A push for new knowledge about labor
By Laura Stephenson Carter
No one fully understands the intricate dance of the hormones that trigger labor. Two DMS researchers thought they'd come close recently and submitted a paper detailing their findings to the Journal of Clinical Investigation. But the discovery-that a muscle relaxant triggers labor's forceful uterine contractions-was so surprising that the journal's reviewers asked the investigators to perform additional experiments to confirm the finding. They did so, and the paper was published a few months ago.
Trigger: The researchers-graduate student Kristina Fetalvero and vascular surgery researcher Kathleen Martin, Ph.D.-weren't surprised their discovery was controversial. It's long been known that prostacyclin, a fatty acid, is present in low levels in the uterus during pregnancy and spikes before labor starts. But until now no one suspected it might actually trigger labor.
Dartmouth ob-gyn Roger Young, M.D., Ph.D., recalls attending a meeting where Fetalvero and Martin presented their data -showing that prostacyclin both relaxes and enhances the contraction of smooth muscle cells in blood vessels and in the uterus. "I simply thought they were wrong," laughs Young. "I thought they were right in vascular, but that it would be a different result in uterine cells."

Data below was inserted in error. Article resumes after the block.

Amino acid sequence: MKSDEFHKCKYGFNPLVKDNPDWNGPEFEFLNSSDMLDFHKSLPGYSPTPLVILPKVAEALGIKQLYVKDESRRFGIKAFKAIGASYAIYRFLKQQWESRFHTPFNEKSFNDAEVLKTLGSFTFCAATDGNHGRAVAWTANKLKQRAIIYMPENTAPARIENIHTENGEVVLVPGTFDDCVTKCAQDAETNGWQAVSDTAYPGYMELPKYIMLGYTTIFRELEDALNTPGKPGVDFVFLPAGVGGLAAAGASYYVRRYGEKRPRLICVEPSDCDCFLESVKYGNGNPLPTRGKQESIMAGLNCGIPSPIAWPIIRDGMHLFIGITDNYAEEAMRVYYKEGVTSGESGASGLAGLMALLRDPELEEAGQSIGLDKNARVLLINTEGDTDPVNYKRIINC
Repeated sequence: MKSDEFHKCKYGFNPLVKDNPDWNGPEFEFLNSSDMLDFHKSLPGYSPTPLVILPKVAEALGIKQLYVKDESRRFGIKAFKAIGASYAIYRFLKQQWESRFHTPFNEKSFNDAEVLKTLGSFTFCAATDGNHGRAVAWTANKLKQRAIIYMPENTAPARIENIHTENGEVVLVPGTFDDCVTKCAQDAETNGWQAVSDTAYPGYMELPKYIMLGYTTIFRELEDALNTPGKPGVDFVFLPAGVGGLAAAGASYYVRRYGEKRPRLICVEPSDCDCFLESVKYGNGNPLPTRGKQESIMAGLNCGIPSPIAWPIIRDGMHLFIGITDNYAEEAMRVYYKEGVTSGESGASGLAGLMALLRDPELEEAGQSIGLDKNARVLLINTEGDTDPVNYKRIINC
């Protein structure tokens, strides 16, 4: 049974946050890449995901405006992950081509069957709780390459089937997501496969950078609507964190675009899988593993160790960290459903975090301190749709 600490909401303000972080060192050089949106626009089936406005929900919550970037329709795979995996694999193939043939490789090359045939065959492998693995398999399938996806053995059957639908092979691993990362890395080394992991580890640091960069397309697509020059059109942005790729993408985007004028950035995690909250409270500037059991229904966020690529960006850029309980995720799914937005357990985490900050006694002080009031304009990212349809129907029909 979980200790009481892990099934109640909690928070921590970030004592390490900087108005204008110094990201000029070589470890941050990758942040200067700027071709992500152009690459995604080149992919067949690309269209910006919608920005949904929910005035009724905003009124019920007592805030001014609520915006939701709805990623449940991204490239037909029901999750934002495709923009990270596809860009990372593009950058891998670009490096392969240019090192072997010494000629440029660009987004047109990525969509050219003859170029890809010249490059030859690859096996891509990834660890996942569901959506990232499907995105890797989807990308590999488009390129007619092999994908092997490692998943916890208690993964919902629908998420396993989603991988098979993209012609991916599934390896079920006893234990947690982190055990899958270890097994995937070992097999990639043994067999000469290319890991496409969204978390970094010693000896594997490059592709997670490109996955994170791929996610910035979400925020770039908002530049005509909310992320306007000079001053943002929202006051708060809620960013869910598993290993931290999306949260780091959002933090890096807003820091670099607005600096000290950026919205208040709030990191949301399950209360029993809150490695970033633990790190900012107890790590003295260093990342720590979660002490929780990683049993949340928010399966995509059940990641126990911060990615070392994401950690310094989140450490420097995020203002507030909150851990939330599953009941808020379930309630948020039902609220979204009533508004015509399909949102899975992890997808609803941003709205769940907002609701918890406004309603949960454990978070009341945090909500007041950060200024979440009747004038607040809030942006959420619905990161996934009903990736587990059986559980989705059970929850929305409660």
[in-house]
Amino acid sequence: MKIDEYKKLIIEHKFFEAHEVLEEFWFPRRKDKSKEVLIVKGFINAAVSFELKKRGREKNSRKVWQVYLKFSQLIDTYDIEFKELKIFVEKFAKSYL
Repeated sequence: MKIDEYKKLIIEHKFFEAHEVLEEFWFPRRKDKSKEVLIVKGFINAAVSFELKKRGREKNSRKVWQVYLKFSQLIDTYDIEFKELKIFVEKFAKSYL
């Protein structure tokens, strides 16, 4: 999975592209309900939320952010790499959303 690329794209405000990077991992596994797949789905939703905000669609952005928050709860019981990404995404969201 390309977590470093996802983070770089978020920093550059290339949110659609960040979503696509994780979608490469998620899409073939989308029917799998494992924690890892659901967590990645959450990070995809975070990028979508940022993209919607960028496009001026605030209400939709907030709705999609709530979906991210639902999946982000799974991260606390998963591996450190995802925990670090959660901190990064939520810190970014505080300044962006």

Soon the researchers made a believer out of him. Young, who is now at the University of Vermont, became a partner in the study. He provided tiny strips of uterine tissue, which he obtained from 21 volunteers about to undergo elective c-sections. The slices-two per patient-were attached to 400-milligram weights and suspended in test tubes.
The weights helped the tissue maintain the ability to contract, which it would rapidly lose in a normal culture dish. One strip of each pair was treated with prostacyclin for 48 hours; the other was untreated. Then all the strips were stimulated with oxytocin, a muscle contractant present in labor. The treated samples underwent much stronger contractions than the untreated ones. The researchers determined that the prostacyclin had upregulated proteins that stimulate the contraction of smooth muscle cells.
Signals: The study has limitations, however, says Fetalvero, who's now a postdoctoral fellow at Novartis in Cambridge, Mass. Uterine tissue outside the body can't be stimulated by the signals that normally come from the fetus and hormones in the body. "All of these work together to trigger the labor phase," she says. But studying uterine tissue in the lab "is the next best thing to understanding human labor right now."
The study, which was funded by the National Institutes of Health, has implications for preventing preterm delivery, which has been increasing and now occurs in about 12% of pregnancies, says Young. "It makes it more incumbent on us to find at least one therapy that seems to work," he points out. "Right now we have none."
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